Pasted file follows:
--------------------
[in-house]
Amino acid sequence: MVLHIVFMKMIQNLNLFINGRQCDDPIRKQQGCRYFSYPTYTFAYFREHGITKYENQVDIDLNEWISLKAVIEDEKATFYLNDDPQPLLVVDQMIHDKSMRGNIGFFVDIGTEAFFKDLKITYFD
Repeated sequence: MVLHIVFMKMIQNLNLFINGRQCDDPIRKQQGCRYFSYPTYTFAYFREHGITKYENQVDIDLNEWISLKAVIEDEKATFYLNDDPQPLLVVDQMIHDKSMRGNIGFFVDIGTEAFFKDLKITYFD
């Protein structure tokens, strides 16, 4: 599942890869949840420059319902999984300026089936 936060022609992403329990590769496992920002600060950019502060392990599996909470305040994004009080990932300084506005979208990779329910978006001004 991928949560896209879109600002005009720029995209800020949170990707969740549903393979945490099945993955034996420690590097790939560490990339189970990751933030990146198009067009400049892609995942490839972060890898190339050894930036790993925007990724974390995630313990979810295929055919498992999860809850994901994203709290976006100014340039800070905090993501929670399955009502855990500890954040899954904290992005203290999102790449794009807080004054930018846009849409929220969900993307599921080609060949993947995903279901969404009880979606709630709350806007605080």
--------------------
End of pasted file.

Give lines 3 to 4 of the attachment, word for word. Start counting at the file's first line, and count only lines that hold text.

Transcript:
Repeated sequence: MVLHIVFMKMIQNLNLFINGRQCDDPIRKQQGCRYFSYPTYTFAYFREHGITKYENQVDIDLNEWISLKAVIEDEKATFYLNDDPQPLLVVDQMIHDKSMRGNIGFFVDIGTEAFFKDLKITYFD
């Protein structure tokens, strides 16, 4: 599942890869949840420059319902999984300026089936 936060022609992403329990590769496992920002600060950019502060392990599996909470305040994004009080990932300084506005979208990779329910978006001004 991928949560896209879109600002005009720029995209800020949170990707969740549903393979945490099945993955034996420690590097790939560490990339189970990751933030990146198009067009400049892609995942490839972060890898190339050894930036790993925007990724974390995630313990979810295929055919498992999860809850994901994203709290976006100014340039800070905090993501929670399955009502855990500890954040899954904290992005203290999102790449794009807080004054930018846009849409929220969900993307599921080609060949993947995903279901969404009880979606709630709350806007605080």